“Fire ahead,” urged Geoffrey, who was simply on the qui vive to hear. “We’re as respectful as you please. We’ll listen, and then criticise.”

“No larks, mind,” warned Hazard. “According to my own ideas this is the real stuff.”

And, as we settled ourselves to attention in the flying-machine, he began, in what I can only call an “uplifted” sort of voice,—
THE YOUNG MAN AND THE WORLD.
The young man faces the stern, cold world,—
“Oyster!” he says, “O oyster!——”

There was an hysterical gurgle from Geof, and a fierce “Keep quiet, can’t you!” from Ernestine.

“I’ve told you,” says Hazard, interrupting himself to look severely over his glasses, “that it is perfectly indifferent to me whether you hear this thing or not. I don’t care a hang for your literary opinions,—and I’ll not be guyed about it.”

“Go on,” pleaded Geoffrey, with a watery, sidelong look at me. “Who’s guying you?”

So Haze began afresh,—
THE YOUNG MAN AND THE WORLD.
The young man faces the stern, cold world,—
“Oyster!” he says, “O oyster!
Open thy shell, and show me thy pearl,
Like the hidden wealth of a cloister.”
The cold world answers never a word.
The youth is bound, if he can,
To take up his pickaxe and work for himself,
Till he prove that he is a man!

“Ho! ho!” exploded Geof, unable to restrain himself a moment longer. “Pickaxe is good! That’s the way to get after ’em! Bully for you, old boy!”

“What do you think, Elizabeth?” says Hazard, haughtily ignoring this demonstration, and turning somewhat coldly to me.

“I’m not sure that you could say hidden wealth of a ‘cloister,’” I answered. “Somehow it doesn’t sound exactly historical.”

“‘Oyster!’ he says, ‘O oyster!’” murmured Geof.

Whereat Ernie, who had controlled herself beautifully up to that moment, gave vent to one enthusiastic whoop, and disappeared backward into the flying-machine.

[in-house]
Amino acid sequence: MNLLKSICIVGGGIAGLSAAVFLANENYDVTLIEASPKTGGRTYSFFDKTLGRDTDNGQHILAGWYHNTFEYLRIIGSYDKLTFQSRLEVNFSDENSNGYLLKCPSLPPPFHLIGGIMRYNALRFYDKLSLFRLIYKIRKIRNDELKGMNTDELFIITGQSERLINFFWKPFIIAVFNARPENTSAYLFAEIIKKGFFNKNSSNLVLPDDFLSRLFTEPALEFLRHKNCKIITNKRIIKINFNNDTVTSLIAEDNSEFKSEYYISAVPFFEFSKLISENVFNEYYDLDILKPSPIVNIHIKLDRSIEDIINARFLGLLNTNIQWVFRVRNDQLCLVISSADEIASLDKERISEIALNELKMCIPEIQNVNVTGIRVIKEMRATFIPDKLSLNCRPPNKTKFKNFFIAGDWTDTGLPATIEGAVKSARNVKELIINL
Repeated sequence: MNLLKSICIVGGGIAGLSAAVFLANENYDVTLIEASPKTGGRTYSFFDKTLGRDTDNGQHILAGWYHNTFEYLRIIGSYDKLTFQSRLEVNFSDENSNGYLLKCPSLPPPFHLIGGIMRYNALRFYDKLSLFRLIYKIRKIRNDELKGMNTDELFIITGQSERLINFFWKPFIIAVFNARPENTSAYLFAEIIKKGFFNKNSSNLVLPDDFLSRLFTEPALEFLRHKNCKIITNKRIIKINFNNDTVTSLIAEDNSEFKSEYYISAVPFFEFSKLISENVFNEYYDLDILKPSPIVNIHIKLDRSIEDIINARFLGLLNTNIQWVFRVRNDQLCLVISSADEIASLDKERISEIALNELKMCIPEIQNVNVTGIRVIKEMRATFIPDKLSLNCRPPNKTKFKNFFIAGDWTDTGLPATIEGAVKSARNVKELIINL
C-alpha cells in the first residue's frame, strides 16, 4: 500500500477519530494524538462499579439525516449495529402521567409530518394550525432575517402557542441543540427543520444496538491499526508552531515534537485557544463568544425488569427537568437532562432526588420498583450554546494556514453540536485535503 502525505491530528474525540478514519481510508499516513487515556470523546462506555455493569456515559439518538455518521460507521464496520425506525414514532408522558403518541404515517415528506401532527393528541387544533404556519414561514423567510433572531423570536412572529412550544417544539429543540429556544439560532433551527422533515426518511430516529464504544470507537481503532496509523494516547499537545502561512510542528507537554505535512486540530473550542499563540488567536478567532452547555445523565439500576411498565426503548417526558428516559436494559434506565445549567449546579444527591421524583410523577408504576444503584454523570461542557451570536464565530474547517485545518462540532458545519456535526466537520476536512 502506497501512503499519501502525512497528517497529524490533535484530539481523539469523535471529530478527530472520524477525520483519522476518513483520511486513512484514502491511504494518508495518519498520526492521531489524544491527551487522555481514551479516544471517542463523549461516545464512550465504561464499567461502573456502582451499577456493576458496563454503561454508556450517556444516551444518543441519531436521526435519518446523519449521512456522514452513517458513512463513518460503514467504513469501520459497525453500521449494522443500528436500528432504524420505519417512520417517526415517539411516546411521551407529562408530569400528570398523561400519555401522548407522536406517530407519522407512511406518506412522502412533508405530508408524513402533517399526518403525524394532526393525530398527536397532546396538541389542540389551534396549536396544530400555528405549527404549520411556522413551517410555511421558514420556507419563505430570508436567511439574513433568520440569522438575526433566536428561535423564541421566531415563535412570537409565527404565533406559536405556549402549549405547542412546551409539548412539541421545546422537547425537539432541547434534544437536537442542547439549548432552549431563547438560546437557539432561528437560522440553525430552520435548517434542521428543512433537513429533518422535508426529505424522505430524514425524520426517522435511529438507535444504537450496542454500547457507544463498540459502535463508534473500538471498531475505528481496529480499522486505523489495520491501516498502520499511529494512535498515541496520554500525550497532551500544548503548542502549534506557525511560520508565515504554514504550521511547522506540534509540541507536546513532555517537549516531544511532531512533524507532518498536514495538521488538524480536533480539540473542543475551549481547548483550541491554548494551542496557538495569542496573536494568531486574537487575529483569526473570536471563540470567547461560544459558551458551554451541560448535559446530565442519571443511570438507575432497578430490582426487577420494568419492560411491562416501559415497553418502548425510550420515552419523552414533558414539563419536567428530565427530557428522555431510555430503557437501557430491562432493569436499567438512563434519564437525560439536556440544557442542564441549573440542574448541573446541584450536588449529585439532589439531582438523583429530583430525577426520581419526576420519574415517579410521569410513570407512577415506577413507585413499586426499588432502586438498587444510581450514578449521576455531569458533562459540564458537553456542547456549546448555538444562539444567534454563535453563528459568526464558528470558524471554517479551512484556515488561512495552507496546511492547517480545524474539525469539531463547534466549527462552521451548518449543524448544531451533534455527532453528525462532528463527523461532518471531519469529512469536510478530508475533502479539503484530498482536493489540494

“I see,” says Hazey, with really magnificent aplomb, “that I have made a mistake. You are not in the proper mood to appreciate the thing. But whatever other criticisms you may make, at least you’ll be bound to admit that it Sums the Situation.” With which remark he stalked from the room.

Dear, precious fellow! Evidently he has been thinking,—but, why, oh why, will he always take himself so seriously?
Monday, December 8.

This afternoon mother let Robin up in the big wicker rocking-chair in the nursery window. He was so glad, poor darling;—for he has spent the last three days in bed.

The street was full of snow; and the boys were having a fine time with their shovels, their sleds, and a small black-and-tan terrier which pranced here and there, yapping excitedly. Two of the taller fellows were busy making a path in front of their house; a little chap with glowing cheeks and a red cap had improvised a slide on the half-cleared pavement; while others were engaged in a brisk snowball fight.

Bobsie, pale but delighted, watched everything with eager approbation.

“That’s the smartest dog!” he cried. “His name is Buster. Come and see, Elizabeth. If he thinks they’re going to hit him with a snowball, he’ll run away,—but, if he thinks they’re going to hit somebody else, he’ll just stand and bark and wag his tail. You can’t fool Buster!”

“How do you know his name?” I asked.

“Pooh!” boasted Bobs, “that’s easy;—for a person who looks out of windows as much as me. I know all the boys’ names, too, and where they live, and whether they have sisters. I pertend that they are my friends, and that I’m out there playing with them. You can hardly tell the difference, sometimes! We have such fun.”

“I’m glad you do, darling,” I answered. “Which game do you like best to play?”